Because farms are spread out across the region—and there seemingly aren’t too many in the city and denser suburbs—it might be surprising to learn that there are more than 100 farms in Western New York. And in 2020, they decided it was time to join forces and invite consumers to “Find Your Farmer in Western New York.” That’s the name of the Facebook page they created and that is open to anyone interested in learning about local crops. The group is easy to find in the Facebook search bar; once you locate it, click the “Join” button and you’ll be part of a 9,000-plus-member community offering information and tips.
With grocery prices skyrocketing, there’s no better time to check out local farm products. Many growers offer crop sharing through community-supported agriculture (CSA) programs that allow consumers to buy harvest directly from a farm or group of farms. Some places allow consumers to team up and split the harvest and/or will work with individual families.
This is crucial knowledge, as consumers often believe that buying from local merchants is difficult without a storefront or that small businesses are more expensive. By giving themselves a voice, farmers can better inform consumers about the treatment of livestock or crops, from unwashed eggs to unsprayed fruits and vegetables. Understanding what’s behind the scenes helps price points make a lot more sense.
The roadside farm markets you see as you drive along country roads don’t always reflect what’s available for purchase. Find Your Farmer in WNY offers a space for farmers to promote products directly to consumers. The page also provides a platform to share information about local vendors, tastings, meal ideas, farmers markets, U-pick locations, and even farmer-to-farmer tips ranging from livestock to machinery expertise.
Consumers in the group ask questions about anything from the benefits of certain farming processes to where to purchase a pack of bacon or fresh vegetables. Consumers should always be clear about what they’re looking for before purchasing. Some local farms only sell bulk, but it’s not the bulk you’ll find at BJs or Sam’s Club, but rather quarters to halves of livestock; for example, instead of one pack of bacon, you can purchase half of a pig. In their friendly and helpful nature, farmers will redirect you if your needs don’t match their product.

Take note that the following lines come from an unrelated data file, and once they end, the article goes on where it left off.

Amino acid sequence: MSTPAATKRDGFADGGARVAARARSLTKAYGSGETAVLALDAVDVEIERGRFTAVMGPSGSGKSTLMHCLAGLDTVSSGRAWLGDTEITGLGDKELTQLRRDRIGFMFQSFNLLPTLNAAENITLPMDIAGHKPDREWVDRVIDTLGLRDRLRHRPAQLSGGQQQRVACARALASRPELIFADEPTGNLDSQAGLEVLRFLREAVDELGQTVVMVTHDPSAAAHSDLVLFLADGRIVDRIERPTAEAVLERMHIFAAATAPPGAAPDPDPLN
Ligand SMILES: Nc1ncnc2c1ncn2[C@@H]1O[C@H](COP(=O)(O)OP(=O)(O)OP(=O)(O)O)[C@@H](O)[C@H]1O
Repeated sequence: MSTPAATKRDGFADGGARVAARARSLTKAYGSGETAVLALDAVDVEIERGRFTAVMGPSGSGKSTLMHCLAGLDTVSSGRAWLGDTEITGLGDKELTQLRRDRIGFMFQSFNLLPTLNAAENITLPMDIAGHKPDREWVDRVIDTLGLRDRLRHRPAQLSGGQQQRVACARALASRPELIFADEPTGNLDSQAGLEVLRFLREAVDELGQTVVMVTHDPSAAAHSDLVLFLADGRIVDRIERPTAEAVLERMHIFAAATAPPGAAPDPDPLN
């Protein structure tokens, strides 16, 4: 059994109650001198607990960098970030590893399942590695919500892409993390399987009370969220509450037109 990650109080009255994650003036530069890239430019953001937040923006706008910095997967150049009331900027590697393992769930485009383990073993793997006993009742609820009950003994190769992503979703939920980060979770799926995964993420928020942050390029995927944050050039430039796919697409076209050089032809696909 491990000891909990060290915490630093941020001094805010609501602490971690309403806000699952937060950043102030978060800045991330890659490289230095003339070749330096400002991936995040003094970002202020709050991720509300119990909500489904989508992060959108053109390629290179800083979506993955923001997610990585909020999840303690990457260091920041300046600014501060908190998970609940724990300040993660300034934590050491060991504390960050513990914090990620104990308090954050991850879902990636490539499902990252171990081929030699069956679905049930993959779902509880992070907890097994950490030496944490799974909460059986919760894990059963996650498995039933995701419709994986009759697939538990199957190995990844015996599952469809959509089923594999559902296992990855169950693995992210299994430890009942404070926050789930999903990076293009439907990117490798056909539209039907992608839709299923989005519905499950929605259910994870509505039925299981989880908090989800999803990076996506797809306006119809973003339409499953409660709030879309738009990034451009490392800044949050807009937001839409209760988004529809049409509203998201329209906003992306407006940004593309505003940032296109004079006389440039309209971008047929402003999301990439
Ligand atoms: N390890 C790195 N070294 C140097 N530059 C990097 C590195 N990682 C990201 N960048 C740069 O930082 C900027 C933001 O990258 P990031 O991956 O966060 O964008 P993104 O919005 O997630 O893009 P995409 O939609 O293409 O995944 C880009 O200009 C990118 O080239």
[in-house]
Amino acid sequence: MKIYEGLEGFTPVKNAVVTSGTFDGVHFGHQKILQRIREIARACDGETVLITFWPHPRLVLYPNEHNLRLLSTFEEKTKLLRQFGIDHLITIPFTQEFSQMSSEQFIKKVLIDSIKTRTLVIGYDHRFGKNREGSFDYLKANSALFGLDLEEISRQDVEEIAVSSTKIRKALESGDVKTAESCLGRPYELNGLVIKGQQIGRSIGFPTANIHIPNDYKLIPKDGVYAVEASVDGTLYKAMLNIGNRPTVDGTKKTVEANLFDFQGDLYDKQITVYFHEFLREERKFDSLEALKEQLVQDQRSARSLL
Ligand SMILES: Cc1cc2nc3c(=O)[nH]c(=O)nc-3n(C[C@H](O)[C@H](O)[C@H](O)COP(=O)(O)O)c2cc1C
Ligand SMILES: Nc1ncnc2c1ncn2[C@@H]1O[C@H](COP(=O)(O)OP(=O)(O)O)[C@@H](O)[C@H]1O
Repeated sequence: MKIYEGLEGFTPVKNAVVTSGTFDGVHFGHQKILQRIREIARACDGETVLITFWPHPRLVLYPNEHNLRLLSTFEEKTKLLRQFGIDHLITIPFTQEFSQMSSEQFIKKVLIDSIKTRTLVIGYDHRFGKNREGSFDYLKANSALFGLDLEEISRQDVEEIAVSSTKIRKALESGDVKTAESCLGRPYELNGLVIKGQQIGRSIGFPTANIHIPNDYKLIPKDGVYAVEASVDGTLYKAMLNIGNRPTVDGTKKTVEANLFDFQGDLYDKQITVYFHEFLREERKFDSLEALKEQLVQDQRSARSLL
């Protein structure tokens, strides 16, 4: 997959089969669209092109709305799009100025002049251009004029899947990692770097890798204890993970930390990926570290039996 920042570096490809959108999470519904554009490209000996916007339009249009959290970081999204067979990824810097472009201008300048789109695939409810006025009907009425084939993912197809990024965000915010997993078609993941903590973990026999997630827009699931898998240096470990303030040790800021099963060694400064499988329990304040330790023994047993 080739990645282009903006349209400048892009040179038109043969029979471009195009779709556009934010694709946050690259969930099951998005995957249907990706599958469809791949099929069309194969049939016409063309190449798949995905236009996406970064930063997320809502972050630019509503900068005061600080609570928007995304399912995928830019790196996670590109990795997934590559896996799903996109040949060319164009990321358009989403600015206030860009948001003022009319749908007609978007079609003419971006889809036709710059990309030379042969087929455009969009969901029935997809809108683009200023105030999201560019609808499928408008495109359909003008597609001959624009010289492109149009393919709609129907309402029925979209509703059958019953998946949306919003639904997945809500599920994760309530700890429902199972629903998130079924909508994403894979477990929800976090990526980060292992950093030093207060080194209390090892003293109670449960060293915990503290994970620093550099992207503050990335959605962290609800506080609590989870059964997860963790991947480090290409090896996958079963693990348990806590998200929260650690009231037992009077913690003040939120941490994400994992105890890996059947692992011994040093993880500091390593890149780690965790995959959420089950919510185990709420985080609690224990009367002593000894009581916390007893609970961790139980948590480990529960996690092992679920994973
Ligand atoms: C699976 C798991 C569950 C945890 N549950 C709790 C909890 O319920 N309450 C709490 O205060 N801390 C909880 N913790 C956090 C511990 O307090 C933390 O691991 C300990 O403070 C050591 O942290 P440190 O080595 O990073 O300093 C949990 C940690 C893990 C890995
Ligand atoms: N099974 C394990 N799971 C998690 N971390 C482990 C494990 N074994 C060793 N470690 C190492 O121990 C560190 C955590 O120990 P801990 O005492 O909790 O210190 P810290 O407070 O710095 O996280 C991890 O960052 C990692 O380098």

Beyond livestock, the group’s farmers also offer vegetables, fruits, specialty jams, soaps, flowers, eggs, and so much more. Many crafty items are often for sale at markets, and this page shares who will be where, and when.
When discussing farmers, consumers often envision a great expanse in the middle of nowhere, with cows in pastures grazing for miles. That’s not always the reality. Fortunately and conveniently, in their “featured” tab, Find Your Farmer administrators have flagged many local farms. Opening the link redirects to a pinpointed map showing locations of all participants. Click on a pointer to get the name, location, and information for the farm you’ve chosen.
Some farms may be at farmers markets, have a store location, and/or sell out of their home, but a few will assist with a direct delivery to your home, as well. Whether you’re in the heart of the city or the outskirts of a suburb, if you’re interested in what your local farmers have to offer, join Find Your Farmer. You may be surprised to see what’s in your own backyard.
Ashley Ziomek is a freelance writer living in WNY.